By Michael J Davidson, a sometimes guest blogger at Millennial Star who happens to be active LDS, a husband, father, attorney and genealogy enthusiast.
It is not every day that the Supreme Court of the United States issues an opinion that has such eternal implications as we have in the Obergefell v. Hodges case. I undertook to read the syllabus, opinion of the court and the dissents (103 pages!) thinking that I would possibly write a legal critique of what the court did, but I found that such a critique would likely be similar to those already done. Instead, I thought about the eternal consequences of this decision and found them to be very sobering.
Frankly, a lot of what the Court does really is somewhat insignificant in the timeframe of the gospel, but today’s decision is different. Foreign affairs, healthcare, and housing discrimination are all important topics, to be sure, but they affect items that are very temporal, very temporary, when you take the long view that we should be focused on. There are some truly important things addressed there, but for the most part we won’t look back on the Chevron decision as something that impacted the salvation of souls in the world.
Families, on the other hand, are eternal. Or at least some of them are. In this brave new world, violence is being done to individuals in a manner that will impact these individuals in the eternities. Today’s decision by the Supreme Court gives legal sanction to marriage relationships (and parental relationships) that will not and cannot endure in eternity. With this legal recognition comes an increased level of social acceptance that will result in more individuals engaging in such relationships, and doing so in a manner that is more permanent. In discussing these developments, we need to keep in mind not only of the sinful nature of homosexual behavior, but also of the futile nature of these relationships from an eternal perspective.
It has long been clear from a doctrinal perspective that engaging in homosexual sex is sinful, under any circumstances. This is something the brethren have made abundantly clear, particularly in recent general conference addresses and other public statements. What I haven’t heard as much, though I expect we will hear more of, is that these new family relationships cannot endure in the eternities the way heterosexual marriages can endure.
The Proclamation of the Family could not be more clear. “THE FAMILY is ordained of God. Marriage between man and woman is essential to His eternal plan. Children are entitled to birth within the bonds of matrimony, and to be reared by a father and a mother who honor marital vows with complete fidelity.” In 2004, the First Presidency further issued this statement: “As a doctrinal principle, based on sacred scripture, we affirm that marriage between a man and a woman is essential to the Creator’s plan for the eternal destiny of His children. The powers of procreation are to be exercised only between a man and a woman lawfully wedded as husband and wife. Any other sexual relations, including those between persons of the same gender, undermine the divinely created institution of the family.”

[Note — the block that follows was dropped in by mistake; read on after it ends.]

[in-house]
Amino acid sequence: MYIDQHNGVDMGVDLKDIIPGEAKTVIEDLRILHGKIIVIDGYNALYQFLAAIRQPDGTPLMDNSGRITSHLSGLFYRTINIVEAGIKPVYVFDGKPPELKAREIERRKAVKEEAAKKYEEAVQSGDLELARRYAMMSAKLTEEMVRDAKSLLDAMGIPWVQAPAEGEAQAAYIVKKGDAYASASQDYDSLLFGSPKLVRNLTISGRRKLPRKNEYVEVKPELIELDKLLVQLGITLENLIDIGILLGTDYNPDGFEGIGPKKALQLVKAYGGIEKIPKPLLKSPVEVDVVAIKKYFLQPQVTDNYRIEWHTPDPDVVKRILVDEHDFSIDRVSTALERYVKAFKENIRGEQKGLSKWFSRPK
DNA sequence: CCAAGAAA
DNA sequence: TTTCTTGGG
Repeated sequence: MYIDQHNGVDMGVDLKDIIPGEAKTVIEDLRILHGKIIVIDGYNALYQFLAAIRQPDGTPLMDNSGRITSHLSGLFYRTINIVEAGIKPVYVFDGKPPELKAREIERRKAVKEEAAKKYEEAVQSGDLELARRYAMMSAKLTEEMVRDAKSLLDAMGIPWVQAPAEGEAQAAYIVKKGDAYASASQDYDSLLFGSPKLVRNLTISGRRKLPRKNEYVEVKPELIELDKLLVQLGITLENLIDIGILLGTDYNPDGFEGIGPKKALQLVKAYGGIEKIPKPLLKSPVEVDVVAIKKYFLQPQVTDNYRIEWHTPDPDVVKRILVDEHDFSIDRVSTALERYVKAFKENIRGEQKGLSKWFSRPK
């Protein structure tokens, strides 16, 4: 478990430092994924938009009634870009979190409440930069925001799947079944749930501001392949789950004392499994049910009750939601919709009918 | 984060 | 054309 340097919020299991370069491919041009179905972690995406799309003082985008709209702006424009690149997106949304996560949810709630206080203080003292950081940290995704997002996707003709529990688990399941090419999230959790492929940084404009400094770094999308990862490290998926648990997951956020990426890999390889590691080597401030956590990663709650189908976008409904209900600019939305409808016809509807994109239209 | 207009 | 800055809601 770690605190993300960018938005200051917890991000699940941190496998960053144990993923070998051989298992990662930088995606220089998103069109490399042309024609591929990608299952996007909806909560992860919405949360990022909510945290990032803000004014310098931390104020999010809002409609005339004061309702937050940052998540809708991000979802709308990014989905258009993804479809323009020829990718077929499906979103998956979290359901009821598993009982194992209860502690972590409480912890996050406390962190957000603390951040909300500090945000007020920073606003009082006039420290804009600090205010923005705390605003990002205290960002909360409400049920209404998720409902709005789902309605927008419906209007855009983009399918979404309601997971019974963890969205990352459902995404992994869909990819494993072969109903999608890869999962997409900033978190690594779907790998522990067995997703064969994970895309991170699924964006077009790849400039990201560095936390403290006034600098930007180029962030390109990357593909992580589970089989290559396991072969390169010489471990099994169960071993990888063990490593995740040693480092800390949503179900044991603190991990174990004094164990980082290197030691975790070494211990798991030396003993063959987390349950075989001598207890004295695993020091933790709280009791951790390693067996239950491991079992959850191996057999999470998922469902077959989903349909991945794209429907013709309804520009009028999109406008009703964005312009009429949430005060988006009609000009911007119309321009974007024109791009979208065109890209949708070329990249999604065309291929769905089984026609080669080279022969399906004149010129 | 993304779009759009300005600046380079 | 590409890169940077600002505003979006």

Elder Perry noted in his last General Conference address, “[w]e want our voice to be heard against all of the counterfeit and alternative lifestyles that try to replace the family organization that God Himself established.” Many decried his use of the term “counterfeit,” but in the eternal view of the gospel, it is appropriate. A marriage between two men, regardless of what the law recognizes it to be, is not a marriage between a man and a woman. Likewise, children raised in such a family are not being reared by a father and a mother. Such a family is an imitation of that form ordained of God, but it is a pale imitation, and essentially counterfeit.
Elder Russell M. Nelson also addressed this matter plainly in his October 2013 General Conference talk: “Marriage between a man and a woman is fundamental to the Lord’s doctrine and crucial to God’s eternal plan. Marriage between a man and a woman is God’s pattern for a fulness of life on earth and in heaven. God’s marriage pattern cannot be abused, misunderstood, or misconstrued…. It is not ours to change.” And just this morning, the Church issued a statement that “The Court’s decision does not alter the Lord’s doctrine that marriage is a union between a man and a woman ordained by God. While showing respect for those who think differently, the Church will continue to teach and promote marriage between a man and a woman as a central part of our doctrine and practice.”